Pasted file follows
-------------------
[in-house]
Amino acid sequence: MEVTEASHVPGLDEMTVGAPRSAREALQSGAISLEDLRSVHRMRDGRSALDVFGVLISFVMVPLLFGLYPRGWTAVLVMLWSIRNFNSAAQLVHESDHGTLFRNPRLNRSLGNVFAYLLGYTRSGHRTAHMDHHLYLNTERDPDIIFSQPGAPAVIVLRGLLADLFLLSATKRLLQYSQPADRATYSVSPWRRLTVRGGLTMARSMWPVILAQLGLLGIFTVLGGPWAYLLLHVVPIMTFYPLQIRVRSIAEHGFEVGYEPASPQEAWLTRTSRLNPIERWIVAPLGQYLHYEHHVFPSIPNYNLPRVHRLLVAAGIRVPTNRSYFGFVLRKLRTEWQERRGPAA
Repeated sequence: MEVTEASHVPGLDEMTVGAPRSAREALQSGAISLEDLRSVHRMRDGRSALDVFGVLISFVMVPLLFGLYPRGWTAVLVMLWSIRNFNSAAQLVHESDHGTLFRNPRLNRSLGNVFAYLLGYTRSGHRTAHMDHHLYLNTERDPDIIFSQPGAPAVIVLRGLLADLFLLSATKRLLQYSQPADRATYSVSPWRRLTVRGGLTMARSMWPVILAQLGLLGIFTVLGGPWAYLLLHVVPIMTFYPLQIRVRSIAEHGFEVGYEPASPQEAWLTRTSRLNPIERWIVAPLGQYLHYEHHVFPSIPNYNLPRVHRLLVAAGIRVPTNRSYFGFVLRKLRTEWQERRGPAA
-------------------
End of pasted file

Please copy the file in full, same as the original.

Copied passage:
[in-house]
Amino acid sequence: MEVTEASHVPGLDEMTVGAPRSAREALQSGAISLEDLRSVHRMRDGRSALDVFGVLISFVMVPLLFGLYPRGWTAVLVMLWSIRNFNSAAQLVHESDHGTLFRNPRLNRSLGNVFAYLLGYTRSGHRTAHMDHHLYLNTERDPDIIFSQPGAPAVIVLRGLLADLFLLSATKRLLQYSQPADRATYSVSPWRRLTVRGGLTMARSMWPVILAQLGLLGIFTVLGGPWAYLLLHVVPIMTFYPLQIRVRSIAEHGFEVGYEPASPQEAWLTRTSRLNPIERWIVAPLGQYLHYEHHVFPSIPNYNLPRVHRLLVAAGIRVPTNRSYFGFVLRKLRTEWQERRGPAA
Repeated sequence: MEVTEASHVPGLDEMTVGAPRSAREALQSGAISLEDLRSVHRMRDGRSALDVFGVLISFVMVPLLFGLYPRGWTAVLVMLWSIRNFNSAAQLVHESDHGTLFRNPRLNRSLGNVFAYLLGYTRSGHRTAHMDHHLYLNTERDPDIIFSQPGAPAVIVLRGLLADLFLLSATKRLLQYSQPADRATYSVSPWRRLTVRGGLTMARSMWPVILAQLGLLGIFTVLGGPWAYLLLHVVPIMTFYPLQIRVRSIAEHGFEVGYEPASPQEAWLTRTSRLNPIERWIVAPLGQYLHYEHHVFPSIPNYNLPRVHRLLVAAGIRVPTNRSYFGFVLRKLRTEWQERRGPAA